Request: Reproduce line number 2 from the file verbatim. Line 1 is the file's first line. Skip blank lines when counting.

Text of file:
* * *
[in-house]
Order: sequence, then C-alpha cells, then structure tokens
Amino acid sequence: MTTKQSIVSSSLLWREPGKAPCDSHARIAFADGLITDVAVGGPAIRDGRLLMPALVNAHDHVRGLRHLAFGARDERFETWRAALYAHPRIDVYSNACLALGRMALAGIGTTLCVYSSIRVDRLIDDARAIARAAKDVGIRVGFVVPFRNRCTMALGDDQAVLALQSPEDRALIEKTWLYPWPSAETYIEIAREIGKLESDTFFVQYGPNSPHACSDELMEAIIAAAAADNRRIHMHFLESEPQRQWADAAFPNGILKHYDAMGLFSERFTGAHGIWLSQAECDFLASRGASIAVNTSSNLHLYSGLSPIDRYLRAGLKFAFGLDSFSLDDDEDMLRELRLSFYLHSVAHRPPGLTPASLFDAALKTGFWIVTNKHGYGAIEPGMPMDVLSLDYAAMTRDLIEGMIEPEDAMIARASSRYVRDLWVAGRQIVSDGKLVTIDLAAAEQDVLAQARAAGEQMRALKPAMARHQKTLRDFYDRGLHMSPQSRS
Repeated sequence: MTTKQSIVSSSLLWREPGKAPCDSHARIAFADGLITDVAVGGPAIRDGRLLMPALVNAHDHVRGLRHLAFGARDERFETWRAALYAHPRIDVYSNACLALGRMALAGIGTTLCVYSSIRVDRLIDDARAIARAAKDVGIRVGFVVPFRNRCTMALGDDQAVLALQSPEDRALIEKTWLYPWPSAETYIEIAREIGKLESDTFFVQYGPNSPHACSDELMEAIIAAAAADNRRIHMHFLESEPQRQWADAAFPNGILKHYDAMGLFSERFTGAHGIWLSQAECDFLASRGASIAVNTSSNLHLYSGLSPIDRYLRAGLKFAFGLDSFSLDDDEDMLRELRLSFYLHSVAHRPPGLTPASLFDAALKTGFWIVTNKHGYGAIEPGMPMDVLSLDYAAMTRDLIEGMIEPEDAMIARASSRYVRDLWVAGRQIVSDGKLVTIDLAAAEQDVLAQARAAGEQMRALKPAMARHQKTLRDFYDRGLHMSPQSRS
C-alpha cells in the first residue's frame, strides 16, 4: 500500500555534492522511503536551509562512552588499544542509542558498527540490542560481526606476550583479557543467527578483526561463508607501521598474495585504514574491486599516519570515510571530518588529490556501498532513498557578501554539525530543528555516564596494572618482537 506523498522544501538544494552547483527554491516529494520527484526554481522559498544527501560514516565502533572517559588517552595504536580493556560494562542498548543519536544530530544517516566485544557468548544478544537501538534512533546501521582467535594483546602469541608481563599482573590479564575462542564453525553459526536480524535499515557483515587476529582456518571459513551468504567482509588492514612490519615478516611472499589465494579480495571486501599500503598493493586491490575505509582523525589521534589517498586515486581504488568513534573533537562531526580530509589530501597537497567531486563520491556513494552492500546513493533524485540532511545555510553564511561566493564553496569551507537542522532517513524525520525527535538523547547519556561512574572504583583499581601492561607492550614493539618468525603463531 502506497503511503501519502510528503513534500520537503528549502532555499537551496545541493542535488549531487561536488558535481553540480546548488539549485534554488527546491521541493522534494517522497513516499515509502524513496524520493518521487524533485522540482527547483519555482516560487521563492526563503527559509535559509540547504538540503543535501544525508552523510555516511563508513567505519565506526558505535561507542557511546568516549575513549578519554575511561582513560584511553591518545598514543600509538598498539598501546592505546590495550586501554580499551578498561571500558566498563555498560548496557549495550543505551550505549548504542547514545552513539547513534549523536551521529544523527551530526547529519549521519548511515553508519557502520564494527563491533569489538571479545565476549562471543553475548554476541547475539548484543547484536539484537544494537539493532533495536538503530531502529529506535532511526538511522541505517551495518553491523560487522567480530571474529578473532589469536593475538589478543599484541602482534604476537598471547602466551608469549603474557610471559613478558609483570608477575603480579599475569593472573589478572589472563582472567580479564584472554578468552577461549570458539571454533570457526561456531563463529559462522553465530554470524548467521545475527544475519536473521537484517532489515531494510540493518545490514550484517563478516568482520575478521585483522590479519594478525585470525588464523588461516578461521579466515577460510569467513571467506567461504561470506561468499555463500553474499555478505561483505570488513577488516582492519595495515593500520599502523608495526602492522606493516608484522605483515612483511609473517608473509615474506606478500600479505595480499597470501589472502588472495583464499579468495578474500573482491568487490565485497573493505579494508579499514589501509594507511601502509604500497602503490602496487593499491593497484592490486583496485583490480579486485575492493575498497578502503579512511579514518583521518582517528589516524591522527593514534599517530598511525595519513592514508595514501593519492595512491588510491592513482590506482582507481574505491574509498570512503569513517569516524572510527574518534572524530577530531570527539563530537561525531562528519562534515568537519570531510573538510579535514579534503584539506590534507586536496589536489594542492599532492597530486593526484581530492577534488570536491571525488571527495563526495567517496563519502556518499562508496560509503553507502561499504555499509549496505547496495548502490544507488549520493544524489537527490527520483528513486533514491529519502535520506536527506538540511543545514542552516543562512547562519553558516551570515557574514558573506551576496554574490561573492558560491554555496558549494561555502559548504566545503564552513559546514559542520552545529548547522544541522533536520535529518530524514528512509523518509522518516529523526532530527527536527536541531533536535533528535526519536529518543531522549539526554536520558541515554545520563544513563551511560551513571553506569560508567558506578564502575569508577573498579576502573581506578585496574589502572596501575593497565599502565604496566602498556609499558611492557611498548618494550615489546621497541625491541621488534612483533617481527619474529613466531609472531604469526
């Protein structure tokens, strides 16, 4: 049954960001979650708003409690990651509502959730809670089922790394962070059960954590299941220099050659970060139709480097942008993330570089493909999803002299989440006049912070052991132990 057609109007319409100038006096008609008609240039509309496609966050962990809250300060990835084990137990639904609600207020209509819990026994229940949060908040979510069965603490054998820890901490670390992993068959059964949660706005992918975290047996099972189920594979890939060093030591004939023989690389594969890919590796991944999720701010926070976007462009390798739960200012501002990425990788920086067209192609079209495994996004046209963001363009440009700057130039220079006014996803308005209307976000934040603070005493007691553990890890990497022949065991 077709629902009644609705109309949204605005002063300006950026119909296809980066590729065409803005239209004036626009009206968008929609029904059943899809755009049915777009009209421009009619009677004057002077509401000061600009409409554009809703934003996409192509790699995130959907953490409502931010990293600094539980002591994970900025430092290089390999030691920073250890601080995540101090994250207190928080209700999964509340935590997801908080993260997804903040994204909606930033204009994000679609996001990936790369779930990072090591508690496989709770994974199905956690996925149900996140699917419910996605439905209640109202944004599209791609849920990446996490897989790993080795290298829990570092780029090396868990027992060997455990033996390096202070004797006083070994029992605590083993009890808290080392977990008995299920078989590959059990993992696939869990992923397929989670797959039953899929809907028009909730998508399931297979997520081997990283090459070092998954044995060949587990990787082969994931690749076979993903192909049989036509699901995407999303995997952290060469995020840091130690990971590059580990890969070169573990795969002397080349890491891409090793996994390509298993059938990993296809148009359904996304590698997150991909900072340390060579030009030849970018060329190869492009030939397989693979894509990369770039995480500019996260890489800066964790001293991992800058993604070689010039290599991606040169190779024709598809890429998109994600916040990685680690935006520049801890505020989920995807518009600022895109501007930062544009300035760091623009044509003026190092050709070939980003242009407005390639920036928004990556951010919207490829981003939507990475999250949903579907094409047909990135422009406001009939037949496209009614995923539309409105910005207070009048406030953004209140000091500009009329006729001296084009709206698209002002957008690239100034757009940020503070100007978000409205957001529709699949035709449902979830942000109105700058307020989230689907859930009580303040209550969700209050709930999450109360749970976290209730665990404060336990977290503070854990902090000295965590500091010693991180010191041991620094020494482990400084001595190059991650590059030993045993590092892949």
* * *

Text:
Order: sequence, then C-alpha cells, then structure tokens